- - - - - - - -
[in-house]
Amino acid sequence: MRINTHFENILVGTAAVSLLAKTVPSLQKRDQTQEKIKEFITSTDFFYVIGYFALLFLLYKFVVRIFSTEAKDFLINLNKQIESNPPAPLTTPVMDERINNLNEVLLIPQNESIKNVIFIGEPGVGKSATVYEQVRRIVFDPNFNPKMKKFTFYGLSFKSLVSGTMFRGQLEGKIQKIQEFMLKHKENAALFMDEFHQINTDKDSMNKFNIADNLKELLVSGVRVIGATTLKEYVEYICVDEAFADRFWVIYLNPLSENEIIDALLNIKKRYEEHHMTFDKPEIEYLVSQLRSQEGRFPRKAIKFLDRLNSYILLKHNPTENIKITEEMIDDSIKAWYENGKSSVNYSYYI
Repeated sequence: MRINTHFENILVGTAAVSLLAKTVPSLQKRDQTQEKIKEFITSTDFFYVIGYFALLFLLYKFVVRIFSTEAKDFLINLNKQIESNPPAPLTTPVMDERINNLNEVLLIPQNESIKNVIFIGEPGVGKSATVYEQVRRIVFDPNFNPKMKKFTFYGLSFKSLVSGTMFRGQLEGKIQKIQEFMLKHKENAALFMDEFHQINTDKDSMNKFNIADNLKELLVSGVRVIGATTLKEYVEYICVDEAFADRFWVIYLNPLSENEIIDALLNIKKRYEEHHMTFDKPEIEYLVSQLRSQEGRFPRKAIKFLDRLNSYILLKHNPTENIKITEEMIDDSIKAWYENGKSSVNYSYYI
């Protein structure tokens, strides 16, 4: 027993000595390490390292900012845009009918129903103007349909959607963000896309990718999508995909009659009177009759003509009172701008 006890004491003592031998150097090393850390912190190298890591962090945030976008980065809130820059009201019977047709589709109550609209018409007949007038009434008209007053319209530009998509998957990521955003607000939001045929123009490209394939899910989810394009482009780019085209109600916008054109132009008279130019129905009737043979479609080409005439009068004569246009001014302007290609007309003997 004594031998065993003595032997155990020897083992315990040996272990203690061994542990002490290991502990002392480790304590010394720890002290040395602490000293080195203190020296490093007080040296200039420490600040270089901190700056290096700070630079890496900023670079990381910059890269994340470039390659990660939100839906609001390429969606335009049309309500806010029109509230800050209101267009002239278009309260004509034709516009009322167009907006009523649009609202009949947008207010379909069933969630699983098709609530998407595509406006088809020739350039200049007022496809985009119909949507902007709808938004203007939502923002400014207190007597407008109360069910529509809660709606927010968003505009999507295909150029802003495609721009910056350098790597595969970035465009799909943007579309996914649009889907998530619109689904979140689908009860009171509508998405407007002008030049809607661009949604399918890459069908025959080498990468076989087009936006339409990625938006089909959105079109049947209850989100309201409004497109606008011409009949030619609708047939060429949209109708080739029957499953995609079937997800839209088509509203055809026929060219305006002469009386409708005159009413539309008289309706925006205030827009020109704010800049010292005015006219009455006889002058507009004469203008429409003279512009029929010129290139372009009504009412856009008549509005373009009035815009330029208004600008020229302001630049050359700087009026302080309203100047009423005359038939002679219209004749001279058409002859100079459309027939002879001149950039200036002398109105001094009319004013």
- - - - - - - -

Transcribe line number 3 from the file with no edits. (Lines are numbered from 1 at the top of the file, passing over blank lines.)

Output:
Repeated sequence: MRINTHFENILVGTAAVSLLAKTVPSLQKRDQTQEKIKEFITSTDFFYVIGYFALLFLLYKFVVRIFSTEAKDFLINLNKQIESNPPAPLTTPVMDERINNLNEVLLIPQNESIKNVIFIGEPGVGKSATVYEQVRRIVFDPNFNPKMKKFTFYGLSFKSLVSGTMFRGQLEGKIQKIQEFMLKHKENAALFMDEFHQINTDKDSMNKFNIADNLKELLVSGVRVIGATTLKEYVEYICVDEAFADRFWVIYLNPLSENEIIDALLNIKKRYEEHHMTFDKPEIEYLVSQLRSQEGRFPRKAIKFLDRLNSYILLKHNPTENIKITEEMIDDSIKAWYENGKSSVNYSYYI